Centering Race Consortium Art Practitioners Gather at CSREA

From May 12-14, CSREA hosted a convening of artists and scholars from the Centering Race Consortium universities (CRC). The CRC is a group of four race centers at Brown University, Yale University, Stanford University, and the University of Chicago – all of whom are partners on a $4M Andrew Mellon Grant. This capstone event convened interdisciplinary artists from across all four universities, working in the visual, literary, musical, and mixed media fields. Through this gathering, CSREA provided a collaborative space to workshop, generate new perspectives, and tackle topics that center race, ethnicity, and indigeneity. 

The theme for this year was Reflection, Resonance, & Renewal, and offered attendees a chance to reflect on the past, identify what resonates with them in the present, and discuss their hopes for a renewed future. Artists from across mediums and from around the country came together to create a generous environment that fostered creativity and solidarity. Learn more about the Practitioner Fellows who attended the Capstone in our Meet the Fellows Lookbook.

The Capstone launched on Thursday, May 12th with a Welcome Reception where folks were able to meet each other and informally mingle. On Friday, May 13th the Practitioners had the opportunity to hear from two keynote speakers – Toby Sisson and Matthew Shenoda. Both are accomplished practitioners and professors. Sisson is an Associate Professor and Director of the Studio Art Program at Clark University. Shenoda is Vice President & Associate Provost for Social Equity & Inclusion and Professor of Literary Arts and Studies at Rhode Island School of Design (RISD) where he directs the Center for Social Equity and Inclusion. The speakers spoke about race and the arts broadly, as well as the role of art in challenging times.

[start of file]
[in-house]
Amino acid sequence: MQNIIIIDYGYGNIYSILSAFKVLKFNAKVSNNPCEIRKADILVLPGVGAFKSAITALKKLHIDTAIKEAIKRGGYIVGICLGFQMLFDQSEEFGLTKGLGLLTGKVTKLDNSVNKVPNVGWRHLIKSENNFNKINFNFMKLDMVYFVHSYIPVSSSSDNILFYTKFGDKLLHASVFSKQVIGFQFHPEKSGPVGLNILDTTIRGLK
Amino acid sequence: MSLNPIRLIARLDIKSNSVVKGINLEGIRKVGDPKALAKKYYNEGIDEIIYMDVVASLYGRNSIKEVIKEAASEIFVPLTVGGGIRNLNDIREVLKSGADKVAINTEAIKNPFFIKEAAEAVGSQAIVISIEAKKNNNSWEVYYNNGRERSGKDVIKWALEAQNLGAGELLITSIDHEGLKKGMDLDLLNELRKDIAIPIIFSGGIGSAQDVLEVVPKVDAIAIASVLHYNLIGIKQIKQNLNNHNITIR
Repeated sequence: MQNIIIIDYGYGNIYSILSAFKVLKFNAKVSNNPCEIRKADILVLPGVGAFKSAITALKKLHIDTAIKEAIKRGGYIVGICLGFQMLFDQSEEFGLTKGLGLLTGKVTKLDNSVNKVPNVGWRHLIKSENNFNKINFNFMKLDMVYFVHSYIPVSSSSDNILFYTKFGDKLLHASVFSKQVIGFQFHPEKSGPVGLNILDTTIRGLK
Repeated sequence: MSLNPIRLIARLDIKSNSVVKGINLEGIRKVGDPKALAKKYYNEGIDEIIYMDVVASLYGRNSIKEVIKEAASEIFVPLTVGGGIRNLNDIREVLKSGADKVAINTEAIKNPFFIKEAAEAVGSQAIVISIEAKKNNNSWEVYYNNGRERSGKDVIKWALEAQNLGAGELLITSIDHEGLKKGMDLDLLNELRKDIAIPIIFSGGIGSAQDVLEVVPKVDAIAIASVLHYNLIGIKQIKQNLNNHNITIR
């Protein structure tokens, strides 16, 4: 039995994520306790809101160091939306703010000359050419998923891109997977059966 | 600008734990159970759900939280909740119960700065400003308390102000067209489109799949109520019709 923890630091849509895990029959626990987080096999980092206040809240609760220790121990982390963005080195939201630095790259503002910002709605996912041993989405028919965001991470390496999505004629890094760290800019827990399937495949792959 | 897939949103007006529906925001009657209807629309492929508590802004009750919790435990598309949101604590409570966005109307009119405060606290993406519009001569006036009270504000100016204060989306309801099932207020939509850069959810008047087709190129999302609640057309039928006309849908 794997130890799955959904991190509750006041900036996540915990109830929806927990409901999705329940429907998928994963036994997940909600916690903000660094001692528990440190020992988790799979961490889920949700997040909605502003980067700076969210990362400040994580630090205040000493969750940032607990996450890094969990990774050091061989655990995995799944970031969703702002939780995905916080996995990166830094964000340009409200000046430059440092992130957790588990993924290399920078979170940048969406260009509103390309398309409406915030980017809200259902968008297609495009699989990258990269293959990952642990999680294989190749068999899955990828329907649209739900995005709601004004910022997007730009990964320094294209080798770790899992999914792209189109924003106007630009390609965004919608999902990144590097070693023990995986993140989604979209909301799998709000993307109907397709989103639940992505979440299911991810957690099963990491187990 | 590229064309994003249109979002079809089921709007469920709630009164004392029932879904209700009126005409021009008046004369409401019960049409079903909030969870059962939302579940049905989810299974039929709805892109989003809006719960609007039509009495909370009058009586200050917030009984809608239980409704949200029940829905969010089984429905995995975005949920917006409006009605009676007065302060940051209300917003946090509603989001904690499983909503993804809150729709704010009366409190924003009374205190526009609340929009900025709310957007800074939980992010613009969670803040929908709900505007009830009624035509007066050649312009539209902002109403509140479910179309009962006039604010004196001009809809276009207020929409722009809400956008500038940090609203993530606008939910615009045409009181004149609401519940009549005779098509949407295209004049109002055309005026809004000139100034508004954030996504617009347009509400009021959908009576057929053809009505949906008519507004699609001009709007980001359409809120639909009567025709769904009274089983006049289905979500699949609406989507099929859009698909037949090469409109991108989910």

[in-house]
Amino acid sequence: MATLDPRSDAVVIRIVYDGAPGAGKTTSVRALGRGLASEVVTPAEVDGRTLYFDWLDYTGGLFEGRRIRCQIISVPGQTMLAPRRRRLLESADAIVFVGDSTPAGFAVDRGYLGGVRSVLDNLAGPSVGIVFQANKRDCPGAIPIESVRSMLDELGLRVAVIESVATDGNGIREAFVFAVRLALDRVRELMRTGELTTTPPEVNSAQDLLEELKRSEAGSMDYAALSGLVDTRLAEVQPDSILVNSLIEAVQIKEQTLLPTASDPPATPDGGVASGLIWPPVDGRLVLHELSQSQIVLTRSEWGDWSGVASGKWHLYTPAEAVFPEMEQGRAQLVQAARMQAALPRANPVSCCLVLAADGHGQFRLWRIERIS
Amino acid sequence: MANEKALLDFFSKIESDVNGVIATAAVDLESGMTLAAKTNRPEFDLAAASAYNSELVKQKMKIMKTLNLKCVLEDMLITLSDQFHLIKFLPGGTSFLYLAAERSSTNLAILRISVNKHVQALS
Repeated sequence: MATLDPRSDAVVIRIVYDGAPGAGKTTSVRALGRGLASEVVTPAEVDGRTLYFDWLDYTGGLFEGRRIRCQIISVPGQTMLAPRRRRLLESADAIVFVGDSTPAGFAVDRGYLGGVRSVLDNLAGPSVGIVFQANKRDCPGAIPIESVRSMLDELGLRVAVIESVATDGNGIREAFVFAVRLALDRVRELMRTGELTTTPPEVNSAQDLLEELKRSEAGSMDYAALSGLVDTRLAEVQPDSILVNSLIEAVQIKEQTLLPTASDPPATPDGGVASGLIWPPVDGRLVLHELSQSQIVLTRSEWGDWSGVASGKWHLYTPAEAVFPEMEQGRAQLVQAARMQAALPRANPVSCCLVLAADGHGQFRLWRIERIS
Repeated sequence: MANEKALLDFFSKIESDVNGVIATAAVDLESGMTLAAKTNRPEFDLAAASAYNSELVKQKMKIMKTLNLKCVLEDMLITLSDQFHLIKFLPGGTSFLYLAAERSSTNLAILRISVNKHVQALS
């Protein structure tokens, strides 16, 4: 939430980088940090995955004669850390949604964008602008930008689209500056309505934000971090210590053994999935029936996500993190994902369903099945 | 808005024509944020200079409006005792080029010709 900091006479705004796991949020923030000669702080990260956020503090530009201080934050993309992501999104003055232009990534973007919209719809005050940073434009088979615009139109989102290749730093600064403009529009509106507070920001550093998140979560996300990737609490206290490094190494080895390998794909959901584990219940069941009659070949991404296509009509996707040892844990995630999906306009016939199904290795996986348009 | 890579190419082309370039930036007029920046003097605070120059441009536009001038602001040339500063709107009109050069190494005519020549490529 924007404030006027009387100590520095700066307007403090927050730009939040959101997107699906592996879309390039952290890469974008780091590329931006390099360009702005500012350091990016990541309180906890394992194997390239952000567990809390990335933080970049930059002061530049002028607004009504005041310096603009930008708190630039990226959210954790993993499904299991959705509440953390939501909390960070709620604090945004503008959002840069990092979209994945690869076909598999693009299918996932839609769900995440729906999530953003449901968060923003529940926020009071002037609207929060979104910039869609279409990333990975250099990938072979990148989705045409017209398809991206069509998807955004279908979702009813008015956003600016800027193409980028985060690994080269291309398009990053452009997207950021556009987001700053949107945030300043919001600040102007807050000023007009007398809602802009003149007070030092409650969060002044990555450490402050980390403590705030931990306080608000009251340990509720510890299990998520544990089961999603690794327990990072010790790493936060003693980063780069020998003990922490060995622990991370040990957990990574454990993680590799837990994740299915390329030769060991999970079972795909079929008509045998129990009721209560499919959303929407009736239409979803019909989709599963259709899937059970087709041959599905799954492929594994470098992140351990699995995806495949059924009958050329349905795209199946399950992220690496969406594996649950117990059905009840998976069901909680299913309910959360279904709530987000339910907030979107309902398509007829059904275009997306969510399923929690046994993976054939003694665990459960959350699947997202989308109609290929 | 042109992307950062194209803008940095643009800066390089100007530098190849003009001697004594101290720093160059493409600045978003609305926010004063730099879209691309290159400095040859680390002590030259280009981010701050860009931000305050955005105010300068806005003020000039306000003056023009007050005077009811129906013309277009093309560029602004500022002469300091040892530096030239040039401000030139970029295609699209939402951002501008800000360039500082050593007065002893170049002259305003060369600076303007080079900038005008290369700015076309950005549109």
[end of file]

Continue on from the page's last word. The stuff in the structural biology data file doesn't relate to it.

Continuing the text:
At CSREA's CRC Conference, Toby Sisson (pictured seated) presents with Matthew Shenoda (pictured virtually).

“The artist has to be something like a whale, swimming with their mouth wide open, absorbing everything until they have what they really need,” Sisson noted, quoting Romare Bearden. 

Continuing, Sisson remarked, “by recognizing the intergenerational wealth of collective experience in this very room, we are all richer for it. Freely sharing that wisdom, we are made more human and humane. We are building a more just world.”

In Shenoda’s remarks, he explained how “art becomes an indispensable action in the larger conversation about race and ethnicity. It becomes a practice – a doing that is not simply a privilege but a necessity.” 

Following the Keynote address, the two panelists engaged with the practitioners and reflected on their remarks. Sisson and Shenoda shared their perspectives on the art industry – Sisson through the lens of a visual artist and Shenoda from a literary perspective. It made for an engaging and thoughtful discussion. 

Throughout the two-day Capstone, Fellows were challenged to think deeply about their practice and how their lives have influenced and shaped their work. Three discussion sessions allowed fellows to converse with each other about hierarchies and challenges, as well as hopes and aspirations. Find more information about CSREA’s Spring 2022 Practitioner Fellows Cohort at this link.

Practitioner fellows from the CRC schools join together for a photo during a reception.